I think if it wasn’t for the adoption of my companion dog Honey, maybe the strength of focus wouldn’t be so narrow as it is today, but nevertheless, the eye of nature is a very powerful incentive. Honey gives me a daily bond to that which I enjoy, so I thank her for our relationship by honouring my animal art in her name. It was when she was a puppy of about 2 months, is when I started my Animal Behaviour series, and if she had not distracted me at a specific moment, then maybe I would not have started it; fate being what it is.
My better creative achievements are those done for myself. They seem to me to have the right reasons and logic behind them in order to be initiated; like my Celebrity Sunday caricature series, it was born out of a desire to be better at digital art. I had never done a caricature before, even though asked many a time. So one Sunday I had a need to speed up my digital painting and also challenge myself to attempt a new skill: thus Celebrity Sunday was born. Three years later, I am getting a little following and people even request and commission work based on that achievement. Best plan is never think anything is a waste of time.
If, by openness, you are referring to the sharing of an idea, helping others in developing techniques and skills by explaining yours, then that is a very double edged sword. My history has been that I learn to do things. Regardless of it being my artwork, or doing a piece of cooking, DIY or whatever that I am doing. The brain has the greatest capacity to evaluate problems and then use its intellect to solve them. This after all is what the definition of intelligence is: the ability to solve problems. Being given solutions without that work effort makes the process disposable. What I mean by this is, “how many times have you showed a person how to do something and then some time later, they have come back and asked, can you show me that thing again.” It happens more times than not, because their cognitive brain function isn’t processing the problem, it is simply receiving the solution. The brain will then delete unnecessary data that is simple. Learning is more complex than receiving information.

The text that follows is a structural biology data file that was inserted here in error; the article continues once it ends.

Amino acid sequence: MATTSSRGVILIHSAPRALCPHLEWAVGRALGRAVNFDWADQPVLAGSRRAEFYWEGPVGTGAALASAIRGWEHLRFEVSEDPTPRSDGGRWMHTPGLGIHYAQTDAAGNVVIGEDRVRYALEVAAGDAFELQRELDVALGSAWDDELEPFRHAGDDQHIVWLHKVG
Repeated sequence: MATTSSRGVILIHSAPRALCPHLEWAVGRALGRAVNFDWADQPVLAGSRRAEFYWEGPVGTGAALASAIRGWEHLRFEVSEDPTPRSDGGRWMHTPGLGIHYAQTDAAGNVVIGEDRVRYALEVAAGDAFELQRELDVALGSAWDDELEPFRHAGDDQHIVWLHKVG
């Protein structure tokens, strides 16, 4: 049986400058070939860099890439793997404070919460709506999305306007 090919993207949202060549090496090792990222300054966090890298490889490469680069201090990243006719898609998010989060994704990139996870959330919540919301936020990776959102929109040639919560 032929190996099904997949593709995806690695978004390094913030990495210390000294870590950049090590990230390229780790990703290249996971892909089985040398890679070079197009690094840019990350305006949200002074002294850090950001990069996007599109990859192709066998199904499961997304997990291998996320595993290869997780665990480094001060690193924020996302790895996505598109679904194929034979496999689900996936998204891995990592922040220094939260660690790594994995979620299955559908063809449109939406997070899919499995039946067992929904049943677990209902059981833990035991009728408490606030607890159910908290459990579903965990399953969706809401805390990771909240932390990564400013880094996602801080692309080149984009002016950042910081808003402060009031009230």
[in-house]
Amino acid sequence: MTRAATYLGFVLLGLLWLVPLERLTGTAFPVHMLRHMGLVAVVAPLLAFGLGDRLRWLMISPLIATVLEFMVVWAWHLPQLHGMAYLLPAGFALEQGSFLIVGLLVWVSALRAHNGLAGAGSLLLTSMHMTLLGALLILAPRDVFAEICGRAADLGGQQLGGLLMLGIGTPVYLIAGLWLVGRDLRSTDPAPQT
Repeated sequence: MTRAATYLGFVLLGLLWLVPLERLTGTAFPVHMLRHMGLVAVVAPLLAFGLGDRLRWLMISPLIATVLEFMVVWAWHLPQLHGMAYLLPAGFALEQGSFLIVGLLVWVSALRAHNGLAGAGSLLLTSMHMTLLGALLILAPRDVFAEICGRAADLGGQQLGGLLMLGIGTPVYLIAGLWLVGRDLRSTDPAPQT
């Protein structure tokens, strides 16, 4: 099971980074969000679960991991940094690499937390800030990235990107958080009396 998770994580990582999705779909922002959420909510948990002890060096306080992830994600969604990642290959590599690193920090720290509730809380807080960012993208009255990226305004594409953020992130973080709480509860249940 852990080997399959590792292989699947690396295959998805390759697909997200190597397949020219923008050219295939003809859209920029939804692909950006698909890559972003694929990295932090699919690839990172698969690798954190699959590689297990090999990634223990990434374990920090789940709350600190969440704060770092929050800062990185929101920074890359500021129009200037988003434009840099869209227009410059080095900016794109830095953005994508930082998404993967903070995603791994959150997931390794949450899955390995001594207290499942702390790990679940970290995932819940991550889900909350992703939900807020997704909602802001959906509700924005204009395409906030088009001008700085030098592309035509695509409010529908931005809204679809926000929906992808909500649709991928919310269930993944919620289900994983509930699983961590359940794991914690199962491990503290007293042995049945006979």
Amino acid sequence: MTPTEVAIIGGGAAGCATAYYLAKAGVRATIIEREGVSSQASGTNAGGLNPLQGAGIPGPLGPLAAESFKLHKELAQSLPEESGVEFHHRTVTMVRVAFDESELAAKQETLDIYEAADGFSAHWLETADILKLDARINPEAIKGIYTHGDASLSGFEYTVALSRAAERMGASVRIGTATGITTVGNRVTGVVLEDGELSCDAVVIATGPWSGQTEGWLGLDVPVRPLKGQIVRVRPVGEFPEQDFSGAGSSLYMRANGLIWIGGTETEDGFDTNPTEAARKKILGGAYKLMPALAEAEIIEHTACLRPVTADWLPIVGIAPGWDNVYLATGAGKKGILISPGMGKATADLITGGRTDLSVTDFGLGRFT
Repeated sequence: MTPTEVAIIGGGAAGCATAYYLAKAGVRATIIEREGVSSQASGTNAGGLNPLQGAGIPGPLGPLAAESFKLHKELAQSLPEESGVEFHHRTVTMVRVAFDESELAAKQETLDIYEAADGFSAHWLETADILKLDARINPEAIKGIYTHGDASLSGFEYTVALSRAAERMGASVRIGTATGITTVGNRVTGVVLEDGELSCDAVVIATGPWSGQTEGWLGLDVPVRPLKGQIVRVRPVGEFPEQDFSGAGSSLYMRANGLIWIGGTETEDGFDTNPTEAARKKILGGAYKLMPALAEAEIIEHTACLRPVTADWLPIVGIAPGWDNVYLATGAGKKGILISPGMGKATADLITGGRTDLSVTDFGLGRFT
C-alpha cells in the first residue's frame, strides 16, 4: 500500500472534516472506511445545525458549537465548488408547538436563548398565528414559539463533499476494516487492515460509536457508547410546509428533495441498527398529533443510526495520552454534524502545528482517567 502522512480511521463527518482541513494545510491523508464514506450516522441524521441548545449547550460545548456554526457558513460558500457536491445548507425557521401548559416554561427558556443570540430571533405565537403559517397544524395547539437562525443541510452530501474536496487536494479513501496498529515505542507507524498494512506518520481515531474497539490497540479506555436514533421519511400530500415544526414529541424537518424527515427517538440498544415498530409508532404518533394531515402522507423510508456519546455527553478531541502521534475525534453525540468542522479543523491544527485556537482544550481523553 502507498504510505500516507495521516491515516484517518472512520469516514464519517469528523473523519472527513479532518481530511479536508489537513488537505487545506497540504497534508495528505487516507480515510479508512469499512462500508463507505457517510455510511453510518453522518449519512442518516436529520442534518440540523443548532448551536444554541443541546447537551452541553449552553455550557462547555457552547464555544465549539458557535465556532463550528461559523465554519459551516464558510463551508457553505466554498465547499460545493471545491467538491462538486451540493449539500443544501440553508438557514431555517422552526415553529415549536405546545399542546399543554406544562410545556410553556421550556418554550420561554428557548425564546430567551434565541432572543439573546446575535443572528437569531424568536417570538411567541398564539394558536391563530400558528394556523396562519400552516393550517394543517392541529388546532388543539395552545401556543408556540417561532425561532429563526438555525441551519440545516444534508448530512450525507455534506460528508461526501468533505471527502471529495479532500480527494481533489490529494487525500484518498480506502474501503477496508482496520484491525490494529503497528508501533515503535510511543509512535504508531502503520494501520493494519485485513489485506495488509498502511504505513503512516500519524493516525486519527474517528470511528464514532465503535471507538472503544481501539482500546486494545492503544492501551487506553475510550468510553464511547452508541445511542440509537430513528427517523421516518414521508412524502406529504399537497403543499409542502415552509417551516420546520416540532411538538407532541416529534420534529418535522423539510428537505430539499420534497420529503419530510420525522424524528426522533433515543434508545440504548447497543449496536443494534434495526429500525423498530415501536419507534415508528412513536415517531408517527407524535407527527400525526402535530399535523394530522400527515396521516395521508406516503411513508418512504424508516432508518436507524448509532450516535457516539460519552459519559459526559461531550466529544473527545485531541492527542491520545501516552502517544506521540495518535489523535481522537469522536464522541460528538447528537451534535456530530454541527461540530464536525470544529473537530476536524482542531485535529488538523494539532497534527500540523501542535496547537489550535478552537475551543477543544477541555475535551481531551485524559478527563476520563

I like to be open and helpful but I find there is a line that needs to be drawn (no pun intended). It’s funny you ask this, as just this morning I received a message on Instagram by a young creative asking what application I use. I told him Photoshop, but then the reply comes, “That is what I need, can you show me how you do your art.” I have to be honest and frank: I don’t set out to show people how I paint my images. I am not looking for competition. What I can show people is techniques, which is a different thing to style. This was apparent at last year’s Graphic Stories Cyprus workshop. I was showing how to do a caricature, using digital techniques and the end results of the students didn’t look like my style, they all looked different. That is because I wasn’t teaching my style. I have become quite adept at using tactile and digital media tools and I have done this by simply picking the pencil up, or the mouse and doing. I have never read a manual, or joined a class on drawing, but have achieved quite a lot. Use the principles of education in arts to learn technique, and then the rest of the time flourish to find a passionate style. The world doesn’t need a planet full of so-called creatives all doing the same look and feel; they want variety. This can only be achieved by looking deep into one’s right side of their brain and releasing the aesthetic abilities they have. If we return to the openness part of the question again: When it comes to design and art, openness can come best in discussion, whether that is debate or critique. People should be open to enter discussions or welcome criticism. Both forms are a great way to understand one’s position and a step to looking at how to improve one’s abilities.
What does the state do? Interview with Lefteris Kretsos on the policies to support Cultural and Creative Industries
Greek News Agenda interviewed* General Secretary for Media and Communication, Lefteris Kretsos, on the policy of the Greek state to support the Greek Cultural and Creative Industries.
Talent is the lifeblood of cultural and creative industries. According to urban economist Richard Florida, the “creative class”, including designers, artists and high-skilled intellectual workers, acts as an engine for innovation and urban development, structuring creative hubs and networks for the economic, social and cultural development of their native cities and regions. In this context how would you define the role of the state in implementing an effective supportive policy for the Cultural and Creative Industries of Greece?